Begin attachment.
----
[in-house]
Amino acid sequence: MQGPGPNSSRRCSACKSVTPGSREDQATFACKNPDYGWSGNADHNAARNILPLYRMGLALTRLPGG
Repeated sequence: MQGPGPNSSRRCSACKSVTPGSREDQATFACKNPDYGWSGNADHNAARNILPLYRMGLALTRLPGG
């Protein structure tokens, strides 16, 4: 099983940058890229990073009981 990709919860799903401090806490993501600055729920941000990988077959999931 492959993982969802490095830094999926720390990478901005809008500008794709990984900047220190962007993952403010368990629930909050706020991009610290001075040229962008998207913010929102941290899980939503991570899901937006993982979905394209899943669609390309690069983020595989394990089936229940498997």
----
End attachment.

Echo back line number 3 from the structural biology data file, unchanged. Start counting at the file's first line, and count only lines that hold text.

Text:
Repeated sequence: MQGPGPNSSRRCSACKSVTPGSREDQATFACKNPDYGWSGNADHNAARNILPLYRMGLALTRLPGG